White gives other suggestions for the different lines of work companies can do. “Companies should be organized and thoroughly educated to work as nurses, gospel workers, and Bible readers, as canvassers, ministers. . . .” We could use nursing in relationship to helping people in living a healthier lifestyle. Here is a wonderful way of coming into contact with people. When we have made a contact and created an interest to study the Bible, then we can train our patients to do the same with others who are living in an unhealthy lifestyle. Canvassing is another way of reaching individuals in the home. Although there are not as many people who read books these days due to television, canvassers should be equipped to sell books and DVD´s on SDA teachings. Another method of reaching people through companies of workers is through cooking classes. White writes, “Instruction should be given in the science of preparing wholesome food.” When people start a health course, many do not know how to prepare wholesome food. Recipes should be written and handed out, with simple directions so anyone can cook meals at home.
Finally, White emphasizes the necessity of using small companies to work in the growing cities of every nation. “Let companies be organized to enter cities. Seek proper locations for holding meetings.” For the different kinds of meetings, whether they be evangelistic in nature or on health, the location should be of easy access to all the local population, very well planned and organized beforehand. Through companies, the message of present truth is to be given to all the cities. One of the reasons there is a need for the formation of companies in every church is, “Let members be formed into small companies, to work not only for the church members, but for unbelievers.” It is through the members that this work of spreading the Three Angel´s Messages to the world is to be accomplished and not just through the minister or well-trained evangelist only.
Ellen G. White comes out in the negative as regards to Adventist´s gathering together to form large church group congregations. However, she is very positive as regards to the forming of small companies as she calls them. These companies should be trained in door-to-door evangelism with the use of our literature, bible studies, personal home care and teachings on living a healthy lifestyle. I fact White emphasizes that the health work will be one of the last methods of witnessing work we shall do, “soon there will be no work done in ministerial lines but medical missionary work.” It is through this method and the forming of companies that our members can help in laying the groundwork for spreading of the Three Angel´s Messages to the community, before the Second Coming of Christ.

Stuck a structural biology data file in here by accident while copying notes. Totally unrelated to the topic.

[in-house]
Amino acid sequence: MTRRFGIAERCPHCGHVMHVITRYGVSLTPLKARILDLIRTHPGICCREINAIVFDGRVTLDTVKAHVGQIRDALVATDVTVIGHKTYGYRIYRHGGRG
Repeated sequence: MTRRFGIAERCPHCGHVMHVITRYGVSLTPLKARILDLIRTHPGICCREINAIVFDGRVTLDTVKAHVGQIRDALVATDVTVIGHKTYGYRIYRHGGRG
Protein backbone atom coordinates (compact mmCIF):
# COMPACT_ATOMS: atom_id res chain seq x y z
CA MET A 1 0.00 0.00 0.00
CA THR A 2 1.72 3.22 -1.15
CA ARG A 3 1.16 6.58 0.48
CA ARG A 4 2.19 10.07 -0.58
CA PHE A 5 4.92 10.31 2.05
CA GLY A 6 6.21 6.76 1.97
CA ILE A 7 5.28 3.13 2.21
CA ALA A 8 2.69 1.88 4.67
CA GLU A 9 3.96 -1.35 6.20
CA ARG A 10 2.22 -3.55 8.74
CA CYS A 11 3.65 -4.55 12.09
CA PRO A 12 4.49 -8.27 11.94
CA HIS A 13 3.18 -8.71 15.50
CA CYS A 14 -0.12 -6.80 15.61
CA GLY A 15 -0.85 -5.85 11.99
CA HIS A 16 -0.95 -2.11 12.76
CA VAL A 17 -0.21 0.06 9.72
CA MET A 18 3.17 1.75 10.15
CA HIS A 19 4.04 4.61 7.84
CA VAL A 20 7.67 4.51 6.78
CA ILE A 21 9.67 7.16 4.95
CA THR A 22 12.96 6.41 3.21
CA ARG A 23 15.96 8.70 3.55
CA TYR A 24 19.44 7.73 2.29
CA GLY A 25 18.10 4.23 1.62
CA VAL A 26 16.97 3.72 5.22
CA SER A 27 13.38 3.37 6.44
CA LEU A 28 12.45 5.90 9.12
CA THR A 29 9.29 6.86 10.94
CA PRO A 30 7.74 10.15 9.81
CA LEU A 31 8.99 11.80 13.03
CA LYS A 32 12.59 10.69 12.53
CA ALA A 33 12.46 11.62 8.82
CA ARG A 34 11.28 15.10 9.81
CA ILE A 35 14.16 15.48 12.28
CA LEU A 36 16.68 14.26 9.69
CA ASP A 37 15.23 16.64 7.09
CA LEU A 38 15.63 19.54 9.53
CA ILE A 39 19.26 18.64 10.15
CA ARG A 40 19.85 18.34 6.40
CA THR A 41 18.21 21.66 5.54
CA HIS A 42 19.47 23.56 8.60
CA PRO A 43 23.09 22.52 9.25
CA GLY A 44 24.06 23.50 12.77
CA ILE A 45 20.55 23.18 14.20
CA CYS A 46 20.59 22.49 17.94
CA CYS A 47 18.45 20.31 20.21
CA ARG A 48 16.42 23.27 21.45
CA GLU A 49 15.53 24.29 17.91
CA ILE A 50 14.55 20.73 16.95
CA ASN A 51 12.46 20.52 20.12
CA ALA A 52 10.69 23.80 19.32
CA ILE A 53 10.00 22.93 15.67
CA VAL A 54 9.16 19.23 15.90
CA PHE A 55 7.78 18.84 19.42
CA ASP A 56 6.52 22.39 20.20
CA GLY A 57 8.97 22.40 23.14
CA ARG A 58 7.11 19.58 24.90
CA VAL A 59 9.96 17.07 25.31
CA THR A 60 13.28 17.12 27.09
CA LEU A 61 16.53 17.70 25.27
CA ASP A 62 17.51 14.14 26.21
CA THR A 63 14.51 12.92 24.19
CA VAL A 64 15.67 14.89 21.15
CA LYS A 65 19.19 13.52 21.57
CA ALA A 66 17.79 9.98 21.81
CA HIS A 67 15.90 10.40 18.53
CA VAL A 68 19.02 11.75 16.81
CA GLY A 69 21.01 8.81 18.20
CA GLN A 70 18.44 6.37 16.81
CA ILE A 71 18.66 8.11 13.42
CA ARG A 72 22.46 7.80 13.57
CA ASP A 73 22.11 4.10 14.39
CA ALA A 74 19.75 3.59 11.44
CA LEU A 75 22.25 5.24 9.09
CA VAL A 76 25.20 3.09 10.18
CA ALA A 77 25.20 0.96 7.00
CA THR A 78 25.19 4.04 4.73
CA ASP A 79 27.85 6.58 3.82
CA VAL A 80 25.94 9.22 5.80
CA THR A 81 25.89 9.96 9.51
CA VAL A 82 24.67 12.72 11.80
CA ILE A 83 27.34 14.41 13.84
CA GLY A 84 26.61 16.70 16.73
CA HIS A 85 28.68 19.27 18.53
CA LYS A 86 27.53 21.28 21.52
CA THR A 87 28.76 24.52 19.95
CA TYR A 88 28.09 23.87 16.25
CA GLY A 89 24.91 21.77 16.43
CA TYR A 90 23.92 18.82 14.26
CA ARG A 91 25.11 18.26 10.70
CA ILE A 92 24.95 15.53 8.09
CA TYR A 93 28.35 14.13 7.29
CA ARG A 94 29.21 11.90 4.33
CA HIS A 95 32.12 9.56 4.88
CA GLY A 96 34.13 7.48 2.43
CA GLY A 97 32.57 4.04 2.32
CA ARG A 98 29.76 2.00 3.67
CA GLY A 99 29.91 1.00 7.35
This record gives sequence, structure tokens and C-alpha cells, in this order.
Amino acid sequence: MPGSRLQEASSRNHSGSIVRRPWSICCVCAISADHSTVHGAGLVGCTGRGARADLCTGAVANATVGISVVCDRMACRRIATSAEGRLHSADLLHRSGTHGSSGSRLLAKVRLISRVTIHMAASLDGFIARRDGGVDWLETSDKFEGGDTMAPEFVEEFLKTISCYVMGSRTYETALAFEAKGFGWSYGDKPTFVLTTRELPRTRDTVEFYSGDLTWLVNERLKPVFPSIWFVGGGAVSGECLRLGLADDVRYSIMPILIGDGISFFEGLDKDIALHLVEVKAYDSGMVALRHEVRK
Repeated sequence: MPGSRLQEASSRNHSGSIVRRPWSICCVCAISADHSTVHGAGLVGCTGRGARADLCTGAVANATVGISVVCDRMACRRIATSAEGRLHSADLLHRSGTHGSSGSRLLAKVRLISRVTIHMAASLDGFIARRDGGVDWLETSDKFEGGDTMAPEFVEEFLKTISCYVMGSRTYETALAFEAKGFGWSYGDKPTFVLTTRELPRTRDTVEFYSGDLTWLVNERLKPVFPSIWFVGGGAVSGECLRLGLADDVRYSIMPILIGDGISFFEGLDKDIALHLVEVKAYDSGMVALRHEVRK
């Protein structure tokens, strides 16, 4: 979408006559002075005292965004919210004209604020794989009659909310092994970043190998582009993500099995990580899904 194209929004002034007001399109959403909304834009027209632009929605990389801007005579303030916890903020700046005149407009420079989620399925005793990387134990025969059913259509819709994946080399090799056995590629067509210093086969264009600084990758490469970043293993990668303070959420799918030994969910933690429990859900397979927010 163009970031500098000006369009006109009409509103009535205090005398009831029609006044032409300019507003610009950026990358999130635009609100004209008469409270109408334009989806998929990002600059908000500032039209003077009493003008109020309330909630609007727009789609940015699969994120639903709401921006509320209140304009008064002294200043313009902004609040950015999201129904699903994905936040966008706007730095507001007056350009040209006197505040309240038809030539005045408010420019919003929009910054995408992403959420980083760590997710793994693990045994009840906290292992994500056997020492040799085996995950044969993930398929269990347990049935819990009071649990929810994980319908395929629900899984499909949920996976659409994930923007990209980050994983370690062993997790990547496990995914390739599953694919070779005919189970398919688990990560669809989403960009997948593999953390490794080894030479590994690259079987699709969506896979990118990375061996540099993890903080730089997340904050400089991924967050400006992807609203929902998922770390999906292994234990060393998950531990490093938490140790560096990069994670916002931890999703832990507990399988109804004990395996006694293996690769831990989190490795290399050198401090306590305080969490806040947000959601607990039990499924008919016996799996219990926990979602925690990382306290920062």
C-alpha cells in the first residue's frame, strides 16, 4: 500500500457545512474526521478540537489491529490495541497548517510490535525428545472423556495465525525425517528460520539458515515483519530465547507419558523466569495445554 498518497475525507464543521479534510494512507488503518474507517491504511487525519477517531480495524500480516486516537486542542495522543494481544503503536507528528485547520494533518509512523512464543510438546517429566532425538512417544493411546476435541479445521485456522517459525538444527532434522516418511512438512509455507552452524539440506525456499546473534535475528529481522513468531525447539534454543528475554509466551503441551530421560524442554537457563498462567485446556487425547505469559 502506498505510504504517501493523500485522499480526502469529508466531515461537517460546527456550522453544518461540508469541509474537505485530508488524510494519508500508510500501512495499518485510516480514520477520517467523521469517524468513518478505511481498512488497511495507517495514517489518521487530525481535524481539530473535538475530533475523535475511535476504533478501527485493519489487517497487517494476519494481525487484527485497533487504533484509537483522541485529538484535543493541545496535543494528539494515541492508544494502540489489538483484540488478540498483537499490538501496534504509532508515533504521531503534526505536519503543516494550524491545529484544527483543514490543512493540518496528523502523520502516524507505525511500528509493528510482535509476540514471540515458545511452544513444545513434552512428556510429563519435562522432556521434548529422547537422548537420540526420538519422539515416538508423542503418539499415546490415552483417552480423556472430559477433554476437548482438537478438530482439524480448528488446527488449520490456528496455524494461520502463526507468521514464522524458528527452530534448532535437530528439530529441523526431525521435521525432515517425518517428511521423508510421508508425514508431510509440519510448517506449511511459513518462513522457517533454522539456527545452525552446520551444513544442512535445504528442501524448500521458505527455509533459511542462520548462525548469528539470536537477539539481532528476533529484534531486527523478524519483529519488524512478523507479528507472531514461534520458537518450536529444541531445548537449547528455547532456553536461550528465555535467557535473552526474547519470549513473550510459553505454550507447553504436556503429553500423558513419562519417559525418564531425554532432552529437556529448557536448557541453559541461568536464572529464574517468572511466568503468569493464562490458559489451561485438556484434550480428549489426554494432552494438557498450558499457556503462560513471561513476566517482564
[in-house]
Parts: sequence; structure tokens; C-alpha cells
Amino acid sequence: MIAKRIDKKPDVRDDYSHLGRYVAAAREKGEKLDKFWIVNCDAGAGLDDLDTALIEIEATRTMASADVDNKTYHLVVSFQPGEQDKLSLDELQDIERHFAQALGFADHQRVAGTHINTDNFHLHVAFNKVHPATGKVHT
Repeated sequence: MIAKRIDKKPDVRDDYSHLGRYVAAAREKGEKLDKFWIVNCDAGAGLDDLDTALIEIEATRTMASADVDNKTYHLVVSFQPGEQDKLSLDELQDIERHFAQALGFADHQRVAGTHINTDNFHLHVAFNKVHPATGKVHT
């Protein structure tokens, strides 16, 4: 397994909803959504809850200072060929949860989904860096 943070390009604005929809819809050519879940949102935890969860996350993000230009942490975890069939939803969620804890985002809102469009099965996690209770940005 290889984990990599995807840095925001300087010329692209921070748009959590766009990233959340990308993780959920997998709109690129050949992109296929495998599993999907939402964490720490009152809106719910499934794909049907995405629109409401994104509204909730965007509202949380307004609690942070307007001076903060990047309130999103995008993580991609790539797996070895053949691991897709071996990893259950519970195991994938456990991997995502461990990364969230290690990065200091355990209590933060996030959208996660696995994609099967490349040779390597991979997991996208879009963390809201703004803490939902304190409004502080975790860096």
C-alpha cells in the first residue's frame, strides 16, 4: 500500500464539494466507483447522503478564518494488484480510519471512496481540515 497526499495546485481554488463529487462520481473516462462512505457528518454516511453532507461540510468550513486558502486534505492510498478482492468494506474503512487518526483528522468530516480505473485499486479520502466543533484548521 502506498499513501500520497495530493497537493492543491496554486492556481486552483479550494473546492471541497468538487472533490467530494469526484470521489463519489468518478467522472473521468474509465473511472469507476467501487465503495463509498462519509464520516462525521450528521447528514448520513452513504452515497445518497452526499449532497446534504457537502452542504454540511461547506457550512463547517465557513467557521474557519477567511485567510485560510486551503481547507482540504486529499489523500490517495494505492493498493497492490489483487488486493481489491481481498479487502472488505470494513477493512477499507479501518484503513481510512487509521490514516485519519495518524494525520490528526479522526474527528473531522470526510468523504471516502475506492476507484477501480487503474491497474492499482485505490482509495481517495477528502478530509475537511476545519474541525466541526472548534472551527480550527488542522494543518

Ellen G. White, “A Test of Faith,” The Signs of the Times, 30 June 1881, 1:238.
 Ellen G. White, “Christ´s Representatives,” Review & Herald, 16 Feb. 1886, 19.
 Ellen G. White, Testimonies for the Church, 9 vols. (Mountain View, CA: Pacific Press, 1948), 2:644.
 Ellen G. White, “The Duty of the Minister and the People,” Review & Herald, 9 July 1895, 3:270.
 White, Testimonies for the Church, 5:184.
 Ibid., 5:185.
 Ellen G. White, Manuscript Releases, 21 vols. (Silver Spring, MD: Ellen G. White Estate, 1981-1993), 2:100.
 White, “The Duty of the Minister and the People,” 3:270.
 White, Testimonies for the Church, 2:114.
 Ibid., 5:185.
 Ibid., 2:114.
 Ellen G. White, The Ministry of Healing (Mountain View, CA: Pacific Press, 1942), 151.
 White, Testimonies for the Church, 8:83.
 Ellen G. White, “An Appeal by Ellen G. White,” Review and Herald, 12 Oct. 1886, 2:81.
 White, Testimonies for the Church, 8:85, 86.
White, Christian Service, 72.
 The New Lexicon Webster´s Dictionary of the English Language (1989), s.v. “Group.”
 Ibid., s.v. “Company.”
 Ellen G. White, Sermons and Talks, 2 Vols. (Silver Spring, MD: Ellen G. White Estate, 1990, 1994), 2:268.
 Ellen G. White, “Walk in the Light,” Signs of the Times, 29 May 1893, 3:41.
 Ellen G. White, “An Appeal to Our Churches Throughout the United States,” Review and Herald, 18 May 1911, 6:142.
 Ellen G. White, Counsels on Health (Mountain View, CA: Pacific Press, 1957), 501.
 Ellen G. White, Selected Messages, 3 Vols. (Washington D. C., Review & Herald, 1958), 2:54.
 White, Testimonies for the Church, 9:172.
 Ellen G White, Notebooks Leaflets from the Elmshaven Library, 2 vols. (Payson, AZ: Leaves-of-Autumn Books, 1945), 1:140.
 Ellen G. White, Counsels to Parents, Teachers, and Students (Mountain View, CA: Pacific Press, 1943), 546.
 Ellen G. White, Counsels on Diet and Foods (Washington, DC: Review and Herald, 1976), 443.
 Ellen G. White, Evangelism (Washington, DC: Review and Herald, 1970), 96.
 White, Sermons and Talks, 2:311.
 White, Christian Service, 72.
 White, Evangelism, 523.